When shopping for eggs, it’s inevitable to notice that the brown eggs almost always cost more than the white. Some may think that one is better than the other. The truth is they’re not very different at all.
Egg shells get their color due to the breed of chicken they come from. For example, breeders have found that many white-feathered chickens with white earlobes lay white eggs, and red-feathered chickens with red earlobes lay brown eggs. While earlobe color can be a predictor of egg color, it is not rule. For example, one breed of red-earlobed chickens — the Aracuana breed — often lays blue eggs, but may also lay eggs that are green, pink, or even lavender, according to nonprofit organization Aviculture Europe.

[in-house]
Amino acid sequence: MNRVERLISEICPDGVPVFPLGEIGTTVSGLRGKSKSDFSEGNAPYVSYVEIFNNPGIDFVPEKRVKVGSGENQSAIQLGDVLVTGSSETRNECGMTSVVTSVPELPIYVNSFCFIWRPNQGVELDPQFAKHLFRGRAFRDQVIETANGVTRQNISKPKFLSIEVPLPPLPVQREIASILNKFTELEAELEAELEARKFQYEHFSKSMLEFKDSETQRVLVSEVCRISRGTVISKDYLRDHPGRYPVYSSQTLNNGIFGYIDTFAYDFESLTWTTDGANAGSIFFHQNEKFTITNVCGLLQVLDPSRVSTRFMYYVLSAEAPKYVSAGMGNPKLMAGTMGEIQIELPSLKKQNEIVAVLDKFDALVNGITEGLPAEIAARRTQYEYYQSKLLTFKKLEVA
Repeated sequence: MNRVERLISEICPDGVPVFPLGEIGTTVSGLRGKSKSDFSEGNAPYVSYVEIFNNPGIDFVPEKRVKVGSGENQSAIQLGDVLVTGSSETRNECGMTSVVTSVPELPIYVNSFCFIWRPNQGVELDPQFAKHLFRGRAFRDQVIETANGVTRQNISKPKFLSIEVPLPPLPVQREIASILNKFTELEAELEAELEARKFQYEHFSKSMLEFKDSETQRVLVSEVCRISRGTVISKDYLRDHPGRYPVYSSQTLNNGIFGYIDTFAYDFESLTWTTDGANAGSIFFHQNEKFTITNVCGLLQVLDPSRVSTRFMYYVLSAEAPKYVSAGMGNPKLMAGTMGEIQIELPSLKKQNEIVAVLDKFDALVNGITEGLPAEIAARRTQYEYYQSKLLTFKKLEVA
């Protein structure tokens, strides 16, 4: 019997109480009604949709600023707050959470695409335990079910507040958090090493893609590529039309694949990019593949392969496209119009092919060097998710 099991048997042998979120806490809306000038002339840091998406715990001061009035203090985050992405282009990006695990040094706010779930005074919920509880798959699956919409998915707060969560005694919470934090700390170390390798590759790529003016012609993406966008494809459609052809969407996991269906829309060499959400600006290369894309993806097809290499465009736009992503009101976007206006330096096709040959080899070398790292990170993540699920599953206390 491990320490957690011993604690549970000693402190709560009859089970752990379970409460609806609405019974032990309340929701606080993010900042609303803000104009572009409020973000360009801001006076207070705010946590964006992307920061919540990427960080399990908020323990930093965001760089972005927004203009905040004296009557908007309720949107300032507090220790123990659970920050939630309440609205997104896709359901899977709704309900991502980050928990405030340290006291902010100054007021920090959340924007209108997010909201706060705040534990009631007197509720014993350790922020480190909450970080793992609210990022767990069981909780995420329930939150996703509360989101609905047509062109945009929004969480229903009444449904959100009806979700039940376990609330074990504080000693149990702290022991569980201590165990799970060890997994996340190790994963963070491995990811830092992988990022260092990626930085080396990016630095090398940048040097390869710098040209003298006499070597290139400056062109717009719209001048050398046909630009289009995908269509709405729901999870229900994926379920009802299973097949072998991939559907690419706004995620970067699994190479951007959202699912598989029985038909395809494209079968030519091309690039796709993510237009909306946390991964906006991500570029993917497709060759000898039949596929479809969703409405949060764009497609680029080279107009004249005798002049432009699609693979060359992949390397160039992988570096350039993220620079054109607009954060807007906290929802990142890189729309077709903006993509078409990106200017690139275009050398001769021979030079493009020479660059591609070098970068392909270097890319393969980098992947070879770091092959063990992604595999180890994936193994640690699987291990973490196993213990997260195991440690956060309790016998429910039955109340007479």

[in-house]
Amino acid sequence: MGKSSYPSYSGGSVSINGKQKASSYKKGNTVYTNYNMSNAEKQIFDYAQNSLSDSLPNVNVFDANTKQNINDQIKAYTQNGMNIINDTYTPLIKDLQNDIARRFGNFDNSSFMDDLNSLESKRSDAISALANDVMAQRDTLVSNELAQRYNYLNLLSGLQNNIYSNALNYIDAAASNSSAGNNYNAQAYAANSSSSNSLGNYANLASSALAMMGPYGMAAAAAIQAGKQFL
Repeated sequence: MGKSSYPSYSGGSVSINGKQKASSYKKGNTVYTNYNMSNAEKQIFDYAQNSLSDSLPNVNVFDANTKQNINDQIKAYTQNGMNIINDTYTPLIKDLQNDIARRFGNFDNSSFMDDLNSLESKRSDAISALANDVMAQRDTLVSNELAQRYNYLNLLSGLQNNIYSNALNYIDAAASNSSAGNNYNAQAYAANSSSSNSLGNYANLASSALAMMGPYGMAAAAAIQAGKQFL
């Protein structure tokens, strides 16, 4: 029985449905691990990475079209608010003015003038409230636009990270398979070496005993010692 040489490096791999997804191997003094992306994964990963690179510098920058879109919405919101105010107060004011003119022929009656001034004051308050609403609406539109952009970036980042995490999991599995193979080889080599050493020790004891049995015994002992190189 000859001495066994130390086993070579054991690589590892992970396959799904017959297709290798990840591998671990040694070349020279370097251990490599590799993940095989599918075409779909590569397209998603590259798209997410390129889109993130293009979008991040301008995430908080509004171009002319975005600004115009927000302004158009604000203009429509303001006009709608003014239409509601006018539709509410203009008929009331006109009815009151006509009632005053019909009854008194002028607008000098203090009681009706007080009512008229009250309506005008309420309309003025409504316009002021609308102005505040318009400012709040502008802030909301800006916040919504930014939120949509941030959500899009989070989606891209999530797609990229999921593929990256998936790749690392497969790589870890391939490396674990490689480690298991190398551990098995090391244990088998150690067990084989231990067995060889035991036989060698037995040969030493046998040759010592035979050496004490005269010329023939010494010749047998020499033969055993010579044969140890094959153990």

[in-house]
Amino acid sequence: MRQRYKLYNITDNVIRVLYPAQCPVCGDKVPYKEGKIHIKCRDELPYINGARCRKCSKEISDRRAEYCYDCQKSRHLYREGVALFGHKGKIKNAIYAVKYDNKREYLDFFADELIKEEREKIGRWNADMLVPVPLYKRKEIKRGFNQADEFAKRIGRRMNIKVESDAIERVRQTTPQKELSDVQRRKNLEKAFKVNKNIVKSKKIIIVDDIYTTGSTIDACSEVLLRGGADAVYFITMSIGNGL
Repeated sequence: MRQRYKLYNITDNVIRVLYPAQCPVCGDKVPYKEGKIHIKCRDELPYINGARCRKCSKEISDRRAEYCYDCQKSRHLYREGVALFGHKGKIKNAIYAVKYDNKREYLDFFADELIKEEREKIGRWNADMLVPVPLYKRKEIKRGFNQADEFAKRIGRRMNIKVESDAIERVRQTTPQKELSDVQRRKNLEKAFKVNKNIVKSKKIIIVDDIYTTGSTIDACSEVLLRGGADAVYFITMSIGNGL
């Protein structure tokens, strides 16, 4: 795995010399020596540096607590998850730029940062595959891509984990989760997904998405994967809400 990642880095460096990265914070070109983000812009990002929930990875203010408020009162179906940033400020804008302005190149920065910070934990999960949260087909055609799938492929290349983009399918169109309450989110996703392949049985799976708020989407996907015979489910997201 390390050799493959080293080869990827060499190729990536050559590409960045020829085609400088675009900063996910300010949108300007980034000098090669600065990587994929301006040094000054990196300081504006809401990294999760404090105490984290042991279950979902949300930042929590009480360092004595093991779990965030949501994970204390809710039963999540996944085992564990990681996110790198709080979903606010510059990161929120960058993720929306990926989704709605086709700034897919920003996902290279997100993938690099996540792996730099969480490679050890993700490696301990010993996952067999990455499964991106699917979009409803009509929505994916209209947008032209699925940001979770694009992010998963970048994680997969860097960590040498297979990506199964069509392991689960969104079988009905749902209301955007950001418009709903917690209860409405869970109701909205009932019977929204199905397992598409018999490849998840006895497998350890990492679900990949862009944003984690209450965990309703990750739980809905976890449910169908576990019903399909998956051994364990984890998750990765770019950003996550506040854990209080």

Because brown eggs tend to cost more, people assume they are more nutritious and more delicious. But that is not the case. Brown eggs are more expensive because of the size of the hen that lays them. Red-feathered chickens tend to weigh more than white-feathered chickens. Because larger chickens require more food and land to remain healthy throughout production. Higher production costs lead to more expensive products in the end.
Some people also think that one color shell is harder than the other, or that there are different colored yolks. These factors are due to the age and feed of the chicken. The coloring of shells or bird has nothing to do with this.
So, the next time you’re in the grocery market don’t be a chicken! Pick as you please — they’re all egg-cellent! And as for how to cook your eggs once you’ve got them, don’t miss our in-depth report, Every Way to Cook Eggs—Ranked for Nutritional Benefits!.